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Authors: D'Amico, Salvatore*
Giampiccolo, Elisabetta*
Tuvè, Tiziana*
Title: Empirical relationship ML-MD for the volcanic area of Mt. Etna (Italy)Empirical relationship ML-MD for the volcanic area of Mt. Etna (Italy)
Issue Date: Aug-2014
Keywords: Magnitude, Mt. Etna volcano
Abstract: Studies on seismicity at Mt. Etna are of extreme importance for the high seismic and volcanic risk which characterizes the area. In this region, seismic events are mainly located at less than 5 km b.s.l. depth, producing arrivals with medium-to low-frequency content and/or complicated signatures at stations just a few kilometers distant from the epicentral area (Patanè and Giampiccolo, 2004); on the other hand, earthquakes which present high frequency content and sharp arrivals, similar to those of typical earthquakes of tectonic areas, are mainly located between 5 and 20 km. Seismicity mainly occurs in the form of swarms, whereas foreshock-mainshock-aftershock sequences are rarely recorded, and seldom exceed magnitude 4.0 (Ferrucci and Patanè, 1993). The calculation of the local magnitude ML is more objective than that of MD because the measurement of the signal amplitude is less ambiguous with respect to the decay of the earthquake coda, which may be masked by the presence of noise, volcanic tremor, or other shocks (Del Pezzo and Petrosino, 2001; D'Amico and Maiolino, 2005). Therefore, since relationships adopted to estimate MD and ML for Mt. Etna region do not produce the same results, it is mandatory to adopt an empirical conversion to produce a homogeneous catalogue. Moreover, different magnitude scales strongly influence the slope of the frequency-magnitude distribution. In particular, comparing the a- and bvalue of the Gutenberg-Richter, different results are obtained. The Standard Linear Regression (SLR) is the simplest and most commonly used regression procedure applied in literature to carry out MD-ML relationship (e.g. Gasperini and Ferrari, 2000; Gasperini, 2002; Bindi et al., 2005; Braunmiller et al., 2005). Its application without checking whether its basic requirements are satisfied may lead to wrong results (Castellaro et al., 2006). As an alternative it is better to use General Orthogonal Regression (GOR) relation (Carrol and Ruppert, 1996), which assume a different uncertainty for each of the two variables (Lolli and Gasperini, 2012). The application of GOR methods requires the estimate of the ratio  between the dependent and the independent variable variances, and when only the ratio variance is known, the GOR represents the simplest and mostly used approach. A database of magnitude observations recorded at Mt. Etna during the period 2005 – 2012 is adopted for this study. The new ML-MD relationship obtained by applying the GOR is: 1.237 0.009 0.483 0.016 L D M M (1) with a correlation coefficient R=0.90 and rms between observed and calculated ML of 0.27. The superiority of the GOR relation over the SLR has been demonstrated on the basis of the best fitting between regression line and data distribution. The ML-MD relationship obtained by GOR significantly reduces the previous bias between ML and MD estimated for earthquakes recorded at Mt. Etna and will be used for the purpose of catalogue homogenization. Conversely, the commonly used SLR may induce systematic errors in magnitude conversion, introducing apparent catalogue incompleteness, as well as a heavy bias in estimates of the slope of the frequency–magnitude distribution. All this can be avoided by using the GOR in magnitude conversions.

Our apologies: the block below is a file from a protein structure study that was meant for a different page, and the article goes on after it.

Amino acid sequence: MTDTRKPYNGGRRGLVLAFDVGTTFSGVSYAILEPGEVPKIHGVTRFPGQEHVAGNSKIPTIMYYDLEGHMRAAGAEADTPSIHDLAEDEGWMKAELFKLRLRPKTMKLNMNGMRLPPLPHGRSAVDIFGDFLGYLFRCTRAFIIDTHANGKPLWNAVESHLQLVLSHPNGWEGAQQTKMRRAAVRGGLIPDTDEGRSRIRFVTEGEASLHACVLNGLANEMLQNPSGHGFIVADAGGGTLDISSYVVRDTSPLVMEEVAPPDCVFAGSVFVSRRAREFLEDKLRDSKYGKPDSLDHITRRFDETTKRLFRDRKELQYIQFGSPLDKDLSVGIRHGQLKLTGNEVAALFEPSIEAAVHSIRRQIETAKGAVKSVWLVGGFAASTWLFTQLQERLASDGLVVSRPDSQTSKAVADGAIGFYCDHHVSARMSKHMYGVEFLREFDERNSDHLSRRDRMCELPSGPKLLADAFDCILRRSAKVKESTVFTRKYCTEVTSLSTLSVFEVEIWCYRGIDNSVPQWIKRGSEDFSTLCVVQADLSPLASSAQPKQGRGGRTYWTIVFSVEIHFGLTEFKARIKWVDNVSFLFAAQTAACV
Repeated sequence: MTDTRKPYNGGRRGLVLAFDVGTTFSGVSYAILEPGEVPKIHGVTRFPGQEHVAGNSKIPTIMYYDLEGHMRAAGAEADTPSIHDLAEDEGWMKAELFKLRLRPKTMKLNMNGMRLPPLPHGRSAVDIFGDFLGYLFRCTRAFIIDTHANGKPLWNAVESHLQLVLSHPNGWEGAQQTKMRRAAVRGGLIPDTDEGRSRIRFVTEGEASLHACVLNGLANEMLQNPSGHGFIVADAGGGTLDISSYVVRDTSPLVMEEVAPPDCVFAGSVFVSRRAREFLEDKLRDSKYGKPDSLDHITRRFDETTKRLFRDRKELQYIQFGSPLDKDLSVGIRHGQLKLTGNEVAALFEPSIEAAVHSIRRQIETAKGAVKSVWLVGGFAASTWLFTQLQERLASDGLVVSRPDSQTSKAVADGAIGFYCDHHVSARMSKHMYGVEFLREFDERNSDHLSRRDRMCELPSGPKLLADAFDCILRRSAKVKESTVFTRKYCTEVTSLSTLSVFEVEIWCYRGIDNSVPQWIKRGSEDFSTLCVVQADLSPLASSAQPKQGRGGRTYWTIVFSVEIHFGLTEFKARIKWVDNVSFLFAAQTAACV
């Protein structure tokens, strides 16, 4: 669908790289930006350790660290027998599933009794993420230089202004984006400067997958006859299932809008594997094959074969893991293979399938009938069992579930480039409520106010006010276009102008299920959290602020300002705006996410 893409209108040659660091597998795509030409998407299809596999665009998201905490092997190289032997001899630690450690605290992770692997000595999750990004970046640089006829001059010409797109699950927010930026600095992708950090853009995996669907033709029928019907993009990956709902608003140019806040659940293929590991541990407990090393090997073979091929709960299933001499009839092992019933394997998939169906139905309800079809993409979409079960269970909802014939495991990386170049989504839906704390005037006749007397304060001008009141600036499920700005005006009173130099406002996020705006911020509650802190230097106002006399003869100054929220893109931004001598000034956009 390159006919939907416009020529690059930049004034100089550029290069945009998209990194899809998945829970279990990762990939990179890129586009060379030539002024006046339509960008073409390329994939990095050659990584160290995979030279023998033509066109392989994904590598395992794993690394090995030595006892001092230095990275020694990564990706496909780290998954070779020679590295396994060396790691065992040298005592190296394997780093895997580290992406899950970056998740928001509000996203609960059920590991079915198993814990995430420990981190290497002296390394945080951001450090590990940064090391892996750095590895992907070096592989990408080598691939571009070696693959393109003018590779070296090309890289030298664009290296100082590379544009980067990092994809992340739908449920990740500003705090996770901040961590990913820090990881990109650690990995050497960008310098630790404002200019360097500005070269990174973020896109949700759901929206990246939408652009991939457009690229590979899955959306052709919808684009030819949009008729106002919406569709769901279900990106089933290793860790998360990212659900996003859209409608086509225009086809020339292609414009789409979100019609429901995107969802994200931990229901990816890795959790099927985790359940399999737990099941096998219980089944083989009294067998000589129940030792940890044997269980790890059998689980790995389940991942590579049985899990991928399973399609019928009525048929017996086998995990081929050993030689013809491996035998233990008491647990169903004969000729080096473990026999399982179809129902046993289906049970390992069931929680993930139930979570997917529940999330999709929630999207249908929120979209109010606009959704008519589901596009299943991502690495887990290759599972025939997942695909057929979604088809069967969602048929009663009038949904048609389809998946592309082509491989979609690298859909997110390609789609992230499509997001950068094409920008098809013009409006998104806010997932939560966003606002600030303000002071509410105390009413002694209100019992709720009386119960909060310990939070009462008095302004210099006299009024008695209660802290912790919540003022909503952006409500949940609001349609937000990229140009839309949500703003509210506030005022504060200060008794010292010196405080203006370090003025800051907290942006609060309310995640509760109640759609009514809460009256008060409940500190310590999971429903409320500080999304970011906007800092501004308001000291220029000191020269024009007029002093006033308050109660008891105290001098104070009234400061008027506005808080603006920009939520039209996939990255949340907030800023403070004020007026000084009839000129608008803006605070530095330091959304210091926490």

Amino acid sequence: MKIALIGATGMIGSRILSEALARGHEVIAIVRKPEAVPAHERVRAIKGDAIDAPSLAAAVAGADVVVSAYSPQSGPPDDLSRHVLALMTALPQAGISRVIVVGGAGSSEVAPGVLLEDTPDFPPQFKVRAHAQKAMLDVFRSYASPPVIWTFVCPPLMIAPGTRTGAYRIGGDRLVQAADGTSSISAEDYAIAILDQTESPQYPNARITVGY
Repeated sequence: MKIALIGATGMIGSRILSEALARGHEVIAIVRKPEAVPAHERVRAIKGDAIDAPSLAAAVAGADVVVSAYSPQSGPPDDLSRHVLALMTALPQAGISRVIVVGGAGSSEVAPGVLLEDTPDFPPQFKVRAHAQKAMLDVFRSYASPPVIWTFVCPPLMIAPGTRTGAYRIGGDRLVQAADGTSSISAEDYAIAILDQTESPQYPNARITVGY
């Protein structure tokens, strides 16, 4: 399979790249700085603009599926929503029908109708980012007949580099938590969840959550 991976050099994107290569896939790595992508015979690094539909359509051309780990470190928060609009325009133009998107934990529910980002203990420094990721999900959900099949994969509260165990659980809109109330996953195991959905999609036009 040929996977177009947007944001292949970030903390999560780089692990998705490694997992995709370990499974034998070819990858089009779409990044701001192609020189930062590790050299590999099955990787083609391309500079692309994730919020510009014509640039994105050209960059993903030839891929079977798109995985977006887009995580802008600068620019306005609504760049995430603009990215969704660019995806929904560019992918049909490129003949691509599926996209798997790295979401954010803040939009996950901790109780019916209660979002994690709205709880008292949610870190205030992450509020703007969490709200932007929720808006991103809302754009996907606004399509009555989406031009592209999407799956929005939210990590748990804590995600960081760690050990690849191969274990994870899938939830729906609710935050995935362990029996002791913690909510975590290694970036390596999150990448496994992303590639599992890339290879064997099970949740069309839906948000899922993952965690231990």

Appears in Collections:Conference materials
04.06.06. Surveys, measurements, and monitoring

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